Skip to content

Last Martin Mars water bomber headed to U.S. museum

The Philippine Mars will get a new home at the Pima Air and Space Museum in Tucson, Arizona later this year
The Philippine Mars, tethered in Sproat Lake, is headed to the Pima Museum in Tucson, Arizona. The blue and white Philippine Mars was retired in 2012. COULSON AVIATION

Less than a month after donating a Martin Mars water bomber to the B.C. Aviation Museum, Port Alberni’s Coulson Aviation is sending the only other one in existence to a museum in the United States.

The Philippine Mars will get a new home at the Pima Air and Space Museum in Tucson, Arizona later this year.

Pima is one of the largest aerospace museums in the world, with more than 400 aircraft on display.

The blue and white Philippine Mars was retired in 2012, while the red and white Hawaii Mars had its last fire season in B.C. in 2015, when it secured a 30-day contract with the province.

“This has been an exciting month for both Martin Mars water bombers,” Wayne Coulson, CEO of Coulson Group, said in a statement on Thursday.

“As a fitting tribute to their years of service and years of hard work by many people in B.C. and the U.S., we are pleased to see both Mars aircraft landing to rest at world-class institutions in 2024.”

Coulson and the province’s tourism ministry announced on March 29 the donation of the Hawaii Mars to the B.C. Aviation Museum in Sidney.

The company is bringing pilots and other crew — some out of retirement — to get the massive aircraft into flying shape for its last flight to Sidney by this fall.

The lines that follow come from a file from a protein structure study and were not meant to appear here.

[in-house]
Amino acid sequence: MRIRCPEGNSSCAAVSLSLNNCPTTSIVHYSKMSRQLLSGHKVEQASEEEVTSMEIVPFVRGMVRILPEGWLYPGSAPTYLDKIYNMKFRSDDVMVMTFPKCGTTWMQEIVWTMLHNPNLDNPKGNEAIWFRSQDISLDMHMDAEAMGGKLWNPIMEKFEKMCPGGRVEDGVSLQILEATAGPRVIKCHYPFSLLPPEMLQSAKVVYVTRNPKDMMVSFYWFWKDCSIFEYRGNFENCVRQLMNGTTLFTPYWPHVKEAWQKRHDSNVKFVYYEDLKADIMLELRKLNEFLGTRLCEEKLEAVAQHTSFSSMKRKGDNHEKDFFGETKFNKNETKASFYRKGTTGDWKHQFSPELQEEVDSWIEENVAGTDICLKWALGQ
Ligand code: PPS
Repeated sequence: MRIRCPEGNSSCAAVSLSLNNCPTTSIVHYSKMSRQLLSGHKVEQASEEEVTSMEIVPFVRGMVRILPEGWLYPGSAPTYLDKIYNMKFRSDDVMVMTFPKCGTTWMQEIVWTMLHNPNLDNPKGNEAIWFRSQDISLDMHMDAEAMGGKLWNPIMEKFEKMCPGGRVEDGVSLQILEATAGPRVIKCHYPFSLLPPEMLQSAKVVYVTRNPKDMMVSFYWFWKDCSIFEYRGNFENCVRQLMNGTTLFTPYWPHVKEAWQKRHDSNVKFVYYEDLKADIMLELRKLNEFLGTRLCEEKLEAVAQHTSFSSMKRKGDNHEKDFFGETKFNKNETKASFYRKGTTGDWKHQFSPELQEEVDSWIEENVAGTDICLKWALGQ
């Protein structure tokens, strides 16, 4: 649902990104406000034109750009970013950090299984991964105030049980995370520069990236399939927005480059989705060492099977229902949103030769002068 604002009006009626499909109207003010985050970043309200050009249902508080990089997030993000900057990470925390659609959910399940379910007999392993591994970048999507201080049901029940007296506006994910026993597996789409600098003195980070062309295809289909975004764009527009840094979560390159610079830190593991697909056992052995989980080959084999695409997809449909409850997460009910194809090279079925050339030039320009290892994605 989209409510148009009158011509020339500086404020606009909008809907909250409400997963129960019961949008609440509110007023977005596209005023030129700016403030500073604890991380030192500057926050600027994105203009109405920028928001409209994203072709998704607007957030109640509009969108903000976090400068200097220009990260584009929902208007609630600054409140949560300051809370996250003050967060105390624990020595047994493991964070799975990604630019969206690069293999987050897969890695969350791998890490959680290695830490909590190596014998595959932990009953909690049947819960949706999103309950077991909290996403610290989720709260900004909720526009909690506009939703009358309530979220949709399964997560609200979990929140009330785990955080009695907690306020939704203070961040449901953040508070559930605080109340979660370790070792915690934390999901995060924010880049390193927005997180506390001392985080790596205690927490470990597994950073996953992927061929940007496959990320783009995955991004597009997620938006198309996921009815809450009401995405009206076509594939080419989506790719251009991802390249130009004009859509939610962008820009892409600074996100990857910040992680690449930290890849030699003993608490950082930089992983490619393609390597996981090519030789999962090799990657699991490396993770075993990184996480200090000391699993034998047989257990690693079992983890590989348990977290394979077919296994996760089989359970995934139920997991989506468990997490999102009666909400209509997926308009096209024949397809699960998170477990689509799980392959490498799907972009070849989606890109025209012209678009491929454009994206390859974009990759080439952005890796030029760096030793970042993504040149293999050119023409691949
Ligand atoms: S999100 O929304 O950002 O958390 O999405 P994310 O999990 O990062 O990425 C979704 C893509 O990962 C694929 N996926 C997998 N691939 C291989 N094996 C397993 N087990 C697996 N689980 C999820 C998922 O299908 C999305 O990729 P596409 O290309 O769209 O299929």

Various permits and mechanical upgrades will also be needed on both aircraft to get them ready for flights to the respective museums.

Produced between 1942 and 1947, the Mars fleet flew cargo between Hawaii and the Pacific Islands to support the U.S. Navy during the second World War.

After that conflict, the planes supported the Korean War with medical air transport lifts between Hawaii and California, later transitioning to cargo lift work between Hawaii and California before being decommissioned in 1956.

Only seven of the aircraft — with 200-foot wing spans and 120 feet in length — were ever made.

The last four, sold as scrap, were bought by a B.C. forestry consortium and later converted to water bombers.

One Mars crashed while firefighting near Nanoose Bay in 1961 with the loss of four crew. Another was critically damaged in a storm.

The remaining two Martin Mars bombers were acquired by the Coulson Group in 2007 from Timberwest and its subsidiary, Forest Industrial Flying Tankers.

The water bombers could carry 7,200 gallons per drop.

“We are pleased to have the Philippine Mars join our museum where we will preserve this World War II-era aircraft for decades to come,” said Scott Marchand, CEO of the Pima Air and Space Museum.

[email protected]